Signalling through acoustic windows: nightingales avoid interspecific competition by short-term adjustment of song timing

Henrik Brumm

Research output: Contribution to journalArticlepeer-review

119 Citations (Scopus)

Abstract

The function of bird song is closely linked to sexual selection through female choice and male-male competition, and thus variation in communication success is likely to have major fitness consequences for a singing male. A crucial constraint on signal transmission is imposed by background noise, which may include songs from other species. I investigated whether singing nightingales (Luscinia megarhynchos) avoid temporal overlap with the songs of other bird species in a playback experiment. I analysed the temporal song patterns of six males, each of which were exposed to songs of other species. The nightingales significantly avoided overlapping their songs with the playback songs, and started singing preferentially during the silent intervals between the heterospecific songs. This timing of song onset produced a greater variability in pause duration compared to the nightingales' undisturbed solo singing. These findings suggest that birds adjust their song timing to avoid acoustic interference on short temporal scales, and thus are able to improve the efficiency of acoustic communication in complex sonic environments. Moreover, the results indicate that temporal song patterns can be affected by the songs of other species, and thus such influences should be taken into account when studying bird song in the field.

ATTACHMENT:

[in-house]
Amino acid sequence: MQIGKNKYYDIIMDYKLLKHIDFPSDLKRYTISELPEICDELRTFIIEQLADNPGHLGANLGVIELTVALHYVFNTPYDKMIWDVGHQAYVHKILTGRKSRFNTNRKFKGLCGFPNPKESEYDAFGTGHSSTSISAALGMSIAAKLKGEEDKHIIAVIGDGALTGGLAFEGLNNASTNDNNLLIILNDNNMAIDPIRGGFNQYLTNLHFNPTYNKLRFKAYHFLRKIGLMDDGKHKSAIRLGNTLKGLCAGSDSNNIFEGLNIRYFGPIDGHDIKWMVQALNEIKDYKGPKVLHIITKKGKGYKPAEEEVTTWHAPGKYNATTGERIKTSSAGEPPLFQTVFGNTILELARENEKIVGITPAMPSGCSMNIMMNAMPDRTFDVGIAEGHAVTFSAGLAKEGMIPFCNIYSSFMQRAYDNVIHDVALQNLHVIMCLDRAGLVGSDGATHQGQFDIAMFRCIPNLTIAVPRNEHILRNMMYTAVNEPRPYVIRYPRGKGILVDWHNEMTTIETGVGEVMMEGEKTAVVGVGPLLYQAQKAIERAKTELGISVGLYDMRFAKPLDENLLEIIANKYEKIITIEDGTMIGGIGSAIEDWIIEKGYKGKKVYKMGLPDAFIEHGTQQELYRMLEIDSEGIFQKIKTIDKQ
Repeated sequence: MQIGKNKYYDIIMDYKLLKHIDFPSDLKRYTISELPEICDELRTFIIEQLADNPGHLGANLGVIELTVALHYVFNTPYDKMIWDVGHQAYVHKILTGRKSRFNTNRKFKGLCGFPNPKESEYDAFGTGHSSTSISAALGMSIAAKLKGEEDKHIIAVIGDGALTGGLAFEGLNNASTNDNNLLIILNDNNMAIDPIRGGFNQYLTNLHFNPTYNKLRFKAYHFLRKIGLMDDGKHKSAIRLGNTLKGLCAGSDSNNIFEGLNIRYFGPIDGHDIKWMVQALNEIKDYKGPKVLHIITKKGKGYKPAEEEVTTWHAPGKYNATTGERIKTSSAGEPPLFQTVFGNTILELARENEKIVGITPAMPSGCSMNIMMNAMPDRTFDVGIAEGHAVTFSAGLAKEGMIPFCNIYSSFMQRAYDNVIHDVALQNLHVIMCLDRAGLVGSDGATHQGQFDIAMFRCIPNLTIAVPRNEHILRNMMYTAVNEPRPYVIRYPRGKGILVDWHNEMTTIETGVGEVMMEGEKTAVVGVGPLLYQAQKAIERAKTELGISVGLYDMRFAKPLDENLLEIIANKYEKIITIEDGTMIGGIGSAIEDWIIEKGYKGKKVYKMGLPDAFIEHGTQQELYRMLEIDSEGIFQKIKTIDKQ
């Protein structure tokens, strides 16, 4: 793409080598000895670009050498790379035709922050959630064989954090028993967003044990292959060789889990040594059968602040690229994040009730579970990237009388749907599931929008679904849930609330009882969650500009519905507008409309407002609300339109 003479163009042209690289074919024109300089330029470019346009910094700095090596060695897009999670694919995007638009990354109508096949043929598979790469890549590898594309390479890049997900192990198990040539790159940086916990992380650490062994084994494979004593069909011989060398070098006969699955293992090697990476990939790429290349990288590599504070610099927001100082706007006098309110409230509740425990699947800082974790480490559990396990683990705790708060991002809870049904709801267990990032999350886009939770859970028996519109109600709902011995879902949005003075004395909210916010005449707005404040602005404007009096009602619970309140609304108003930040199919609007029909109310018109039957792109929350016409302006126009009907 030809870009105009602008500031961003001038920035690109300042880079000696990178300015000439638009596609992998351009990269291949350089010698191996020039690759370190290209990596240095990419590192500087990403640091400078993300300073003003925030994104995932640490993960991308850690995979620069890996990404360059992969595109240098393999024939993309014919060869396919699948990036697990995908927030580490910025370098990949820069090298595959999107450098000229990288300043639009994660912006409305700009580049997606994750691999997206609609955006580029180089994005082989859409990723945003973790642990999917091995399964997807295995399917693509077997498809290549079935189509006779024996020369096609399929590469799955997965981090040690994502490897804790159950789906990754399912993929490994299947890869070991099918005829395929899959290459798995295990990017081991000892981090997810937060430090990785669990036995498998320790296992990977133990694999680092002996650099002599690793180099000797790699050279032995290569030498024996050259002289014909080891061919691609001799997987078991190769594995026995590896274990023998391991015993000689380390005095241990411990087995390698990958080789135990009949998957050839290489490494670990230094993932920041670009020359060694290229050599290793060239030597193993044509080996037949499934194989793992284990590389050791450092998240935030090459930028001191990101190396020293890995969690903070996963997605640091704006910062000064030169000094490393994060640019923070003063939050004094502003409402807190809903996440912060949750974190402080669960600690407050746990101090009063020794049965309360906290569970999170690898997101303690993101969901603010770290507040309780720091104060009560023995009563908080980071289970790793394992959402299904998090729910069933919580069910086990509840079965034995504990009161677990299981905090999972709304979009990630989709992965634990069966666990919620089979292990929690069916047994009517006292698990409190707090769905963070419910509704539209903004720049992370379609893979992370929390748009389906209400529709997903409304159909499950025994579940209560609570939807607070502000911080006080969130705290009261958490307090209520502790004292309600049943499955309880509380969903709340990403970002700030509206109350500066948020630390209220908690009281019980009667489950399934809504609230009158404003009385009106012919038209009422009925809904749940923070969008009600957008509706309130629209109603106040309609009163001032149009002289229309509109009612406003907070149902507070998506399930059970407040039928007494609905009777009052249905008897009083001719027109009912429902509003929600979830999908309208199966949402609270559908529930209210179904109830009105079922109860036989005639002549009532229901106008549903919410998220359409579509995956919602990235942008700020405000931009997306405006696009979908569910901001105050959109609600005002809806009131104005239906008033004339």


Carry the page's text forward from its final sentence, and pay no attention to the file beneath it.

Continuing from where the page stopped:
Original languageEnglish
Pages (from-to)1279-1285
Number of pages7
JournalJournal of Comparative Physiology A: Neuroethology, Sensory, Neural, and Behavioral Physiology
Volume192
DOIs
Publication statusPublished - Dec 2006

Keywords

  • animal communication
  • acoustic masking
  • bird song
  • Luscinia megarhynchos
  • noise
  • TEMPORAL PATTERN SHIFTS
  • VOCAL INTERACTIONS
  • LUSCINIA-MEGARHYNCHOS
  • CALL ALTERNATION
  • TERRITORIAL BIRD
  • SINGING BIRDS
  • NOISE
  • INTERFERENCE
  • AMPLITUDE
  • COMMUNICATION

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